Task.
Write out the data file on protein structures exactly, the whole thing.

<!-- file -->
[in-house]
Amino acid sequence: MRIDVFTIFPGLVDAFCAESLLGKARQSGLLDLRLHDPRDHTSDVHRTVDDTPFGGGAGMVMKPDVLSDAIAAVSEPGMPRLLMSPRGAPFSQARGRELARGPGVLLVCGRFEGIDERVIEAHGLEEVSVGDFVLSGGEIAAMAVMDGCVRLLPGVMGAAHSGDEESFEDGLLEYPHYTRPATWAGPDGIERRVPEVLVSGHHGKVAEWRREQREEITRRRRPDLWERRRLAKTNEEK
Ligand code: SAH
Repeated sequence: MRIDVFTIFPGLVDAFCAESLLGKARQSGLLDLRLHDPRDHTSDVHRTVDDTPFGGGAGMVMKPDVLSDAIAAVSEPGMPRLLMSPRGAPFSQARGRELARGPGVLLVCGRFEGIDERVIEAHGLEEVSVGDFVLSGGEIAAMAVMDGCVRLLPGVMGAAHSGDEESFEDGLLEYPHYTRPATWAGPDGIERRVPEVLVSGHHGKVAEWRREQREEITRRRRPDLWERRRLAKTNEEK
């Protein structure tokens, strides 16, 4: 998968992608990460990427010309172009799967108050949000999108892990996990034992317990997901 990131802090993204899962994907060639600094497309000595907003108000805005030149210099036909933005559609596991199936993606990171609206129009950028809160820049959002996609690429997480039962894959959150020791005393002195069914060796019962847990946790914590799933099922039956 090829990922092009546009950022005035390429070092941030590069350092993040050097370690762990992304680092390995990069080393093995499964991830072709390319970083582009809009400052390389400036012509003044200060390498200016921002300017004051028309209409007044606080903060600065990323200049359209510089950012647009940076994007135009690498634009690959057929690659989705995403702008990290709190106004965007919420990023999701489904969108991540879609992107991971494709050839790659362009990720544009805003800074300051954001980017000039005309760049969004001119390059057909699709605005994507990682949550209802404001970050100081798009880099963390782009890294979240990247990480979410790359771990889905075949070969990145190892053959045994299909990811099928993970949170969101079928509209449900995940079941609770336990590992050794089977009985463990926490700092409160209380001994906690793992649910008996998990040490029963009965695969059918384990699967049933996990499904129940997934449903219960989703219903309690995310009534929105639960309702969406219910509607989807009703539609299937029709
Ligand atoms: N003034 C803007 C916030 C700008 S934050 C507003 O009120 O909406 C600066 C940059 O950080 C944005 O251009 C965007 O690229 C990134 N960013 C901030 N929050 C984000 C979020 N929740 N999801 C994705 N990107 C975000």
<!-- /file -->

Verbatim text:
[in-house]
Amino acid sequence: MRIDVFTIFPGLVDAFCAESLLGKARQSGLLDLRLHDPRDHTSDVHRTVDDTPFGGGAGMVMKPDVLSDAIAAVSEPGMPRLLMSPRGAPFSQARGRELARGPGVLLVCGRFEGIDERVIEAHGLEEVSVGDFVLSGGEIAAMAVMDGCVRLLPGVMGAAHSGDEESFEDGLLEYPHYTRPATWAGPDGIERRVPEVLVSGHHGKVAEWRREQREEITRRRRPDLWERRRLAKTNEEK
Ligand code: SAH
Repeated sequence: MRIDVFTIFPGLVDAFCAESLLGKARQSGLLDLRLHDPRDHTSDVHRTVDDTPFGGGAGMVMKPDVLSDAIAAVSEPGMPRLLMSPRGAPFSQARGRELARGPGVLLVCGRFEGIDERVIEAHGLEEVSVGDFVLSGGEIAAMAVMDGCVRLLPGVMGAAHSGDEESFEDGLLEYPHYTRPATWAGPDGIERRVPEVLVSGHHGKVAEWRREQREEITRRRRPDLWERRRLAKTNEEK
């Protein structure tokens, strides 16, 4: 998968992608990460990427010309172009799967108050949000999108892990996990034992317990997901 990131802090993204899962994907060639600094497309000595907003108000805005030149210099036909933005559609596991199936993606990171609206129009950028809160820049959002996609690429997480039962894959959150020791005393002195069914060796019962847990946790914590799933099922039956 090829990922092009546009950022005035390429070092941030590069350092993040050097370690762990992304680092390995990069080393093995499964991830072709390319970083582009809009400052390389400036012509003044200060390498200016921002300017004051028309209409007044606080903060600065990323200049359209510089950012647009940076994007135009690498634009690959057929690659989705995403702008990290709190106004965007919420990023999701489904969108991540879609992107991971494709050839790659362009990720544009805003800074300051954001980017000039005309760049969004001119390059057909699709605005994507990682949550209802404001970050100081798009880099963390782009890294979240990247990480979410790359771990889905075949070969990145190892053959045994299909990811099928993970949170969101079928509209449900995940079941609770336990590992050794089977009985463990926490700092409160209380001994906690793992649910008996998990040490029963009965695969059918384990699967049933996990499904129940997934449903219960989703219903309690995310009534929105639960309702969406219910509607989807009703539609299937029709
Ligand atoms: N003034 C803007 C916030 C700008 S934050 C507003 O009120 O909406 C600066 C940059 O950080 C944005 O251009 C965007 O690229 C990134 N960013 C901030 N929050 C984000 C979020 N929740 N999801 C994705 N990107 C975000």